What they ought to do to solve all these problems is to copy the PGA or the tennis tour. They should expand the season from the current 35 or so races to 42 or 45 or something. This would give all the new tracks two races, and allow smaller ones to get a race too. For the points system, count only a driver's 35 best finishes. It still rewards consistency, but it doesn't destroy your whole season to miss a race. And an injured driver isn't forced into a risky scheme like Junior's. Go a step further and have something akin to golf and tennis's majors, maybe four or eight or ten races that count a little more and pay a little more. NASCAR would have its Masters, but it would also have its Greater Hartford Opens.
There are a few details that would need ironing out, but this would work. I've already come up with a plan to save the WNBA (item #8), and now NASCAR. And I'm giving this stuff away! Other sports leagues are welcome to come seeking advice from Milbarge.
3. The United States needs a team name. I thought of this after reading a story about Greece's victory in the European soccer championship. The Greeks refer to their team as the Hellas. (Prediction: Poon makes a South Park "Hella cool" comment.) It reminded me of the South African rugby Springboks. I'm sure other countries do this too, but I'm too lazy to do a bunch of searching. Anyway, the USA teams need a nickname too. First of all, it would reinforce the notion that they're a team, rather than an aggregation of individuals, and a well-chosen mascot and nickname could forge a strong identity with that team. Secondly, it would offer some kind of continuity, as opposed to teams that form up every four years like so many pickup games. We're never going to have a full-time national team in sports like basketball, so this would be a way to have some flow from one team to the next. Third, it would allow new marketing and licensing ventures, and the lesser-known Olympic sports could use the revenue generated thereby. Fourth, and most practically, it would make calling the games a lot easier than having to repeat the same phrases and country names over and over. I guess "Eagles" would be the obvious and safe choice, given our national symbol. Other nominations welcome. I'll do some thinking about this, but maybe it's better suited for the Sports Guy.
4. I'm not going to get into this, but SEC football is f'ed up. I'm giddy with anticipation for college football season.
5. This one is for TP. The preseason ACC poll has Florida State ahead of Miami. Yeah, show the new kids how we do it. Two thoughts here. First, no way Duke finishes last, not with UNC suiting up. Second, I don't think Clemson will be satisfied with a fourth-place finish. I think Tommy Bowden is on one of the hottest seats in the country, especially because (as I have long predicted), Clemson is the perfect spot for Steve Spurrier to return to college ball. Clemson has a wicked-hard schedule, too: at Texas A&M, at FSU, and at Virginia in twenty-seven days, plus at Miami later. They don't have a single gimme on the sked. I'm telling you now, so mark it down, and let Google find it later: Tommy Bowden will get fired after this year, and Spurrier will replace him.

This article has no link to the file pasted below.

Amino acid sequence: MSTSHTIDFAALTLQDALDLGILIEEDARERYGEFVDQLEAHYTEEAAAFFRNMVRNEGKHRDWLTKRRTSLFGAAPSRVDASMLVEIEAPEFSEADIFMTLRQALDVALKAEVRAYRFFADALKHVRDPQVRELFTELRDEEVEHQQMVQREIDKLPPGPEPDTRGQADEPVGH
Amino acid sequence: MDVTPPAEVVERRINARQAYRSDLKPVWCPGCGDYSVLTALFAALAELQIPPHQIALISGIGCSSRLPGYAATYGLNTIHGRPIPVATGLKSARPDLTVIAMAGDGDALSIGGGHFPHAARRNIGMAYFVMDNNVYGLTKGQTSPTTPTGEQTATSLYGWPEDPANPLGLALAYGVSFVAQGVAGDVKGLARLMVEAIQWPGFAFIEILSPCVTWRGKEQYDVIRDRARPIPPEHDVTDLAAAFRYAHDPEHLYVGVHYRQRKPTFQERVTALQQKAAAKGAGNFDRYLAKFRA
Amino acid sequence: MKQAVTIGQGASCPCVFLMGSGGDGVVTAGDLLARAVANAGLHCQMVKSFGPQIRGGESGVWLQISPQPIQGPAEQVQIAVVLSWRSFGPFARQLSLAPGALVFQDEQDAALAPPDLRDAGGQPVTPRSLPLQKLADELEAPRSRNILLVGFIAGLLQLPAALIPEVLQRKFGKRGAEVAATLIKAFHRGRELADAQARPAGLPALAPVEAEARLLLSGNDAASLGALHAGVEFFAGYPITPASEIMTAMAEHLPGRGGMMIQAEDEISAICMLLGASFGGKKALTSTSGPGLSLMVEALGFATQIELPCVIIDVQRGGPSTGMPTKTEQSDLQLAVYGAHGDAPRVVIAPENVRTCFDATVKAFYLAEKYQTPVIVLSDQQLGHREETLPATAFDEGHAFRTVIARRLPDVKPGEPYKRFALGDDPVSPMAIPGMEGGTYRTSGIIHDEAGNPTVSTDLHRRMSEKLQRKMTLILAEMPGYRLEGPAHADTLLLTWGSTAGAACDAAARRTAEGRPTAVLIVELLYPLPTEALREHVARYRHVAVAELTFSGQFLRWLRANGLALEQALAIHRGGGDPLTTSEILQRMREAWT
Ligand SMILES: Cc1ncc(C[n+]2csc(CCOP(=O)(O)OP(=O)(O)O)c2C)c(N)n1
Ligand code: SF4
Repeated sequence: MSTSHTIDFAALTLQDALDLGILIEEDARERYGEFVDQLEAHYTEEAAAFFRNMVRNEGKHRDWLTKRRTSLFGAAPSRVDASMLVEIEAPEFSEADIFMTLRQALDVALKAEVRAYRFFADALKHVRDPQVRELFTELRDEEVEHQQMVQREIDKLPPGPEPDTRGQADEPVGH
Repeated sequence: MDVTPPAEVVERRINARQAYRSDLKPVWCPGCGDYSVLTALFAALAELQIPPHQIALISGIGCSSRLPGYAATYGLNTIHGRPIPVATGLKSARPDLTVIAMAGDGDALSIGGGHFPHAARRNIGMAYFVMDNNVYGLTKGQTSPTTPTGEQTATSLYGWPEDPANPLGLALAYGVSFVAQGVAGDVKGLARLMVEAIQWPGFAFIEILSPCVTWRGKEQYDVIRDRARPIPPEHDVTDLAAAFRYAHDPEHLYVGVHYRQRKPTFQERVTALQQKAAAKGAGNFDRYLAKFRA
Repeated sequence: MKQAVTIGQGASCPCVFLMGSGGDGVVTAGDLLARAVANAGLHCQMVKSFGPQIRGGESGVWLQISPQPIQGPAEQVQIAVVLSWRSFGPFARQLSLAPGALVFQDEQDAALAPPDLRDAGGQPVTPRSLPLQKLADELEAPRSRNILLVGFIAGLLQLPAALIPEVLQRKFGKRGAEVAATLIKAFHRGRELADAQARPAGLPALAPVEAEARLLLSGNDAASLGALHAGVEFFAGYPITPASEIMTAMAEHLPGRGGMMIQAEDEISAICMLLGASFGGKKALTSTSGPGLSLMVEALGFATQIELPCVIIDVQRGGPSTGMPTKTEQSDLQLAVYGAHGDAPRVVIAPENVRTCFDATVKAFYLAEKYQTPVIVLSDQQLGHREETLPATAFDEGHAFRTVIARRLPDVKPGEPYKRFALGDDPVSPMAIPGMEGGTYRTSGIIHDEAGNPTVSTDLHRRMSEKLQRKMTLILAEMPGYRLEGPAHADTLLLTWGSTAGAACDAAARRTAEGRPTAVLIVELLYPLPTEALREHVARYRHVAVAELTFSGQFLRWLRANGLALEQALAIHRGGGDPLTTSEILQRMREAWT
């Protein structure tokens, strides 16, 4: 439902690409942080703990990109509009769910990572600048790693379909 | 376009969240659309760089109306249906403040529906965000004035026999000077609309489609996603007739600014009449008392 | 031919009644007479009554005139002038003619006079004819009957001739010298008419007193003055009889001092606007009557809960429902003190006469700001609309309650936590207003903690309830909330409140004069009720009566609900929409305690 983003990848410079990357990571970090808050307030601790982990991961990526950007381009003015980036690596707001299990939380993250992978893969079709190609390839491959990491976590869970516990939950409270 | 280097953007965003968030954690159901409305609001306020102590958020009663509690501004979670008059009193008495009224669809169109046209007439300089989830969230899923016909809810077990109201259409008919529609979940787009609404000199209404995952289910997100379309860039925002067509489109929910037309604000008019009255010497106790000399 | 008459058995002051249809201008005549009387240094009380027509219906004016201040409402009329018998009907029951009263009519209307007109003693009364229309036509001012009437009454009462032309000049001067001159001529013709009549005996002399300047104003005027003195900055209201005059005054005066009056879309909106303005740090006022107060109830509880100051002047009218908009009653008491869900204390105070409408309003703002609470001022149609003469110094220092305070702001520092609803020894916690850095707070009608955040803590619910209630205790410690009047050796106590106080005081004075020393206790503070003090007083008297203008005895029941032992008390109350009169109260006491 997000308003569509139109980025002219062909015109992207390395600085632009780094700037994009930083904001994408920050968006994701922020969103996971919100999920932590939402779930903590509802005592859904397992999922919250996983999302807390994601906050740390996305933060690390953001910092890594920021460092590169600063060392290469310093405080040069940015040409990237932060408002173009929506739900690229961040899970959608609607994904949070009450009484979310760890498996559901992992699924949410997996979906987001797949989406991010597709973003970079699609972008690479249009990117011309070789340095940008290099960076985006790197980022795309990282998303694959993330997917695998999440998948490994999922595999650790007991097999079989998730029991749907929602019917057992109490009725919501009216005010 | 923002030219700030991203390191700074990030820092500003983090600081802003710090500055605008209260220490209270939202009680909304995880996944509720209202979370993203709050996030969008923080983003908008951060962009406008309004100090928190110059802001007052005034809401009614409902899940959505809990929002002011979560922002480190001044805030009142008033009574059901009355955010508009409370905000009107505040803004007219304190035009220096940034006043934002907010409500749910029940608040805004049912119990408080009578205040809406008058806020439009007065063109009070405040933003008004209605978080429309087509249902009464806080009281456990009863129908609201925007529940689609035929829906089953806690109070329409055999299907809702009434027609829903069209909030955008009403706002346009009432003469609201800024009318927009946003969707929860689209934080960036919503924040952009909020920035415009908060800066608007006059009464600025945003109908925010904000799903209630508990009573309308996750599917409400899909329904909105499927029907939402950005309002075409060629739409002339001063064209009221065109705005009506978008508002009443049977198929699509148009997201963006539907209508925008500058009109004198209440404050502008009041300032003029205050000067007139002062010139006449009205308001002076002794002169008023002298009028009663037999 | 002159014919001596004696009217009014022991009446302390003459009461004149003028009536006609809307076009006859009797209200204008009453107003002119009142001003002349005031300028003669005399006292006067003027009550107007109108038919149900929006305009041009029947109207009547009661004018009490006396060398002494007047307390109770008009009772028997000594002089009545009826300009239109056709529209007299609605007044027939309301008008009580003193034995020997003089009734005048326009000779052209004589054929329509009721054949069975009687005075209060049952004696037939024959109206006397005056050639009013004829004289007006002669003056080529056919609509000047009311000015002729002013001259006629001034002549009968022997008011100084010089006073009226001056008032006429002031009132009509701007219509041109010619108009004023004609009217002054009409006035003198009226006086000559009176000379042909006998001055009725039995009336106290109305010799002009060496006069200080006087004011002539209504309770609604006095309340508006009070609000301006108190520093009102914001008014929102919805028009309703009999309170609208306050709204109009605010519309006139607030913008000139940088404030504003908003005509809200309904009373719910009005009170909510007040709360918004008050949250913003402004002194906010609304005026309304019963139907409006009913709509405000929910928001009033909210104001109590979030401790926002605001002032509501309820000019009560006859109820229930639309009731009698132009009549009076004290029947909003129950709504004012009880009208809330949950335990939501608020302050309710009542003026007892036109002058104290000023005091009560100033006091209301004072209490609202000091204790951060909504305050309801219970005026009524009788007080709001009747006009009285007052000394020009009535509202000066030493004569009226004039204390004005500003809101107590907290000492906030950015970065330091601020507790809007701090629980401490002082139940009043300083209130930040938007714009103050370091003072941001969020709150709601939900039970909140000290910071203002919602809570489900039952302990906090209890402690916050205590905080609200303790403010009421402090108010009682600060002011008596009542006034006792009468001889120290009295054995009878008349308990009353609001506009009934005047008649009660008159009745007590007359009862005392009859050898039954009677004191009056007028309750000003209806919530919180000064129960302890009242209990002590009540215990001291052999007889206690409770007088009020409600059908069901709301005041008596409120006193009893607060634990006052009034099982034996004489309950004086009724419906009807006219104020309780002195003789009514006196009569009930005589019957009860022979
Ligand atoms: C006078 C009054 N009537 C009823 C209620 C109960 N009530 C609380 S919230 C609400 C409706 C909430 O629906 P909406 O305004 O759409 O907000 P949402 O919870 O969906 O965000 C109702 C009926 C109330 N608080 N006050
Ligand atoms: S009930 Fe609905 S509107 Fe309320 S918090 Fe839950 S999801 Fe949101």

Good luck to the folks taking the Bar Exam this week (Mr. Poon, Scott and Mat, Mr. Fun Ball, and anyone else I'm forgetting). I haven't shared a lot of bar memories because I have forgotten most of it. I didn't study very much, never took a full practice test, skipped a few of the BarBri lectures, and still did okay. My state had a 75% or so passage rate, so I felt fairly confident upon showing up and seeing that at least a quarter of the bunch were complete yokels.
I don't normally freak out at tests. I liked law school exams because it finally gave me a chance to yammer for three hours about the issues. So I wasn't too stressed about the bar. I packed up my apartment the day before, which did two things. It got me worn out enough that I would be able to get a good night's sleep, and it got my mind off the thing. After the first day, I was dead beat. I staggered back to the hotel room I was sharing with Fitz and barely moved. I had big plans about studying a couple of hours, but I couldn't do it. We ordered room service and crashed. The next morning, we overslept by an hour, but had set the alarm so early out of paranoia about being late that we still arrived early. During the state section -- the essay portion -- I got really lucky. I was shakiest in the commercial area, things like commercial paper and secured transactions. But the question we got in sales was about a topic I understood, so I nailed it. I did pretty well on all the procedural questions, except from missing an obvious thing about removal. The thing that really threw everyone was a question about local government law. It is very rarely tested, so no one paid a lot of attention to it. I was reliably informed later on that the average score was 30%, which then got scaled up. So even the topic I completely bombed didn't hurt me too much. The strangest thing was that they didn't ask a question about family law, which they had done for at least twenty straight administrations of the exam. Anyway, it was thorough and a pretty good reaming, but at least it was a reaming that everyone got equally.